“They are welcome to visit our Web site, or they can call us on our phone number at 352-385-2525 if they want to sign up for some volunteer opportunities,” Tart said. “If we have something happen in the future, that volunteer work could be putting tarps on roofs, or helping skilled labor repair homes, or cleaning debris out of yards. The other thing is we also facilitate the Medical Reserve Corp and we’ll be looking for volunteers for that. We have a lot of volunteer activities.”

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Former Osceola County commission candidate alleges election fraud.

Armando Ramirez says fraud cost him the office of Osceola County commissioner last November.

KISSIMMEE – For years, Armando Ramirez worked in the New York City Police Department, where he was assigned to the New York Attorney’s Office. His job was to help root out corruption in high places.
“We locked up judges,” he said. “I did a lot of undercover work.”
Now retired and a resident of Kissimmee, Ramirez is working on an entirely new investigation – only it’s one much closer to home. He’s put together a team made up of family members and supporters to root out what he considers corruption within the halls of Osceola County’s municipal government. His main target: election fraud, particularly the election he lost last November when he challenged Osceola County Commissioner John Quinones. It turned out to be a race thin result: Ramirez got 4,213 votes to Quinones’ 4,269 votes — a margin of just 56 votes.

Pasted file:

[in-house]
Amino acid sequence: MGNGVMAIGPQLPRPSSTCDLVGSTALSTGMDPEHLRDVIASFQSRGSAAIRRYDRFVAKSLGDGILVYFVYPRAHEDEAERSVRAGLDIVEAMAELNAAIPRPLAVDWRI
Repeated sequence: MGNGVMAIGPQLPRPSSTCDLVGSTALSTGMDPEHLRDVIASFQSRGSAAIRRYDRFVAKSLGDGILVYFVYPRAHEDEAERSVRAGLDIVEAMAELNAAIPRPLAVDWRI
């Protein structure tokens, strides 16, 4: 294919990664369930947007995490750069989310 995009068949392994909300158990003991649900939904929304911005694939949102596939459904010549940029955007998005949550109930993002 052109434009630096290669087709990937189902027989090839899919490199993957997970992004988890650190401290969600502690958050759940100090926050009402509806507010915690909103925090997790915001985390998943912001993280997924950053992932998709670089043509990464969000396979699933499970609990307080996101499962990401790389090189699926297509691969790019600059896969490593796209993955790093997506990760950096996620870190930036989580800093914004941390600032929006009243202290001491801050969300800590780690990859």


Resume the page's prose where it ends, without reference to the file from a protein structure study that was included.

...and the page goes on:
Ramirez said he went on bed on election night believing he had won.
“That night, I was getting good results from the TV networks,” he said. “By 11 o’clock, they had declared me the winner.”
But the next day, it was Quinones who was declared the winner by the Osceola County Supervisor of Elections Office.
“This is the reason why I was so shocked,” Ramirez said. “They claimed they found additional absentee ballots. I was astonished.”
Ramirez has filed a lawsuit in federal court alleging fraud and irregularities in that election, and is asking the court to void the results and order a new election for Osceola County Commission District 2.
“My lawsuit claims lots of irregularities occurred,” he said. “It is like camouflaging fraud and outrageous conduct perpetrated by the Supervisor of Elections office. I know they had stolen my election.”
Ramirez said he now plans to fight back.
“I focus on finding justice to regain the seat I lost through fraudulent conduct,” he said.
Amber Smith, spokeswoman for the office of Osceola County Supervisor of Elections Mary Jane Arrington, said her office does not comment on pending litigation.
“At this point, because it’s an ongoing lawsuit, the office does not have a comment,” Smith said. “When everything is cleared up, we will definitely have a comment.”